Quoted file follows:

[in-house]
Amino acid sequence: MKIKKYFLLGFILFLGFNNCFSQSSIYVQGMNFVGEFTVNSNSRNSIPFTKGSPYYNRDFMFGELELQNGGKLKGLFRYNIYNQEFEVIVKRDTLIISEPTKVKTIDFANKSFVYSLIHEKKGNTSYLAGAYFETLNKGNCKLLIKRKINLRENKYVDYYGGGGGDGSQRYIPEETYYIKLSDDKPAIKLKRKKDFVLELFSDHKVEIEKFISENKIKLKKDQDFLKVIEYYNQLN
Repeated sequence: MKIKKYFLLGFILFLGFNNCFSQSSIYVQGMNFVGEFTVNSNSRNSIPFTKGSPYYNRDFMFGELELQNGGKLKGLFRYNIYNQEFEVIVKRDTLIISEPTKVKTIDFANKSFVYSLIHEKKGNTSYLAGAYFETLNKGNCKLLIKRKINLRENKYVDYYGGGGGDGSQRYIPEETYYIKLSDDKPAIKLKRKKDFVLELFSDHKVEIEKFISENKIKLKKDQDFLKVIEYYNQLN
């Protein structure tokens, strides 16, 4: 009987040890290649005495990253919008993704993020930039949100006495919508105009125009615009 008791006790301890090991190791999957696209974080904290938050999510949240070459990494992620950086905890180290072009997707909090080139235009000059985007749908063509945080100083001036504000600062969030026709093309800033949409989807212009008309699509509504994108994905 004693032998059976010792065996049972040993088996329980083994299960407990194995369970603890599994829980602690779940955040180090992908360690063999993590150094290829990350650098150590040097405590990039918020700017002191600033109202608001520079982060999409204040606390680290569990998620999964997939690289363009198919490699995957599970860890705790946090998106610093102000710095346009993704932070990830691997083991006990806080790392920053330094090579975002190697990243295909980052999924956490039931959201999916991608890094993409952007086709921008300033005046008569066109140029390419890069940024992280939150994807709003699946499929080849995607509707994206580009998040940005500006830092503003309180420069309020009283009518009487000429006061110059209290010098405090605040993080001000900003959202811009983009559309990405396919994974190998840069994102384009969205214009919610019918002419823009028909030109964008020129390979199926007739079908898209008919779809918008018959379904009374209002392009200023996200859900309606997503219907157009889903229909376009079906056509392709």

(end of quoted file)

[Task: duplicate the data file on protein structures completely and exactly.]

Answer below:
[in-house]
Amino acid sequence: MKIKKYFLLGFILFLGFNNCFSQSSIYVQGMNFVGEFTVNSNSRNSIPFTKGSPYYNRDFMFGELELQNGGKLKGLFRYNIYNQEFEVIVKRDTLIISEPTKVKTIDFANKSFVYSLIHEKKGNTSYLAGAYFETLNKGNCKLLIKRKINLRENKYVDYYGGGGGDGSQRYIPEETYYIKLSDDKPAIKLKRKKDFVLELFSDHKVEIEKFISENKIKLKKDQDFLKVIEYYNQLN
Repeated sequence: MKIKKYFLLGFILFLGFNNCFSQSSIYVQGMNFVGEFTVNSNSRNSIPFTKGSPYYNRDFMFGELELQNGGKLKGLFRYNIYNQEFEVIVKRDTLIISEPTKVKTIDFANKSFVYSLIHEKKGNTSYLAGAYFETLNKGNCKLLIKRKINLRENKYVDYYGGGGGDGSQRYIPEETYYIKLSDDKPAIKLKRKKDFVLELFSDHKVEIEKFISENKIKLKKDQDFLKVIEYYNQLN
């Protein structure tokens, strides 16, 4: 009987040890290649005495990253919008993704993020930039949100006495919508105009125009615009 008791006790301890090991190791999957696209974080904290938050999510949240070459990494992620950086905890180290072009997707909090080139235009000059985007749908063509945080100083001036504000600062969030026709093309800033949409989807212009008309699509509504994108994905 004693032998059976010792065996049972040993088996329980083994299960407990194995369970603890599994829980602690779940955040180090992908360690063999993590150094290829990350650098150590040097405590990039918020700017002191600033109202608001520079982060999409204040606390680290569990998620999964997939690289363009198919490699995957599970860890705790946090998106610093102000710095346009993704932070990830691997083991006990806080790392920053330094090579975002190697990243295909980052999924956490039931959201999916991608890094993409952007086709921008300033005046008569066109140029390419890069940024992280939150994807709003699946499929080849995607509707994206580009998040940005500006830092503003309180420069309020009283009518009487000429006061110059209290010098405090605040993080001000900003959202811009983009559309990405396919994974190998840069994102384009969205214009919610019918002419823009028909030109964008020129390979199926007739079908898209008919779809918008018959379904009374209002392009200023996200859900309606997503219907157009889903229909376009079906056509392709």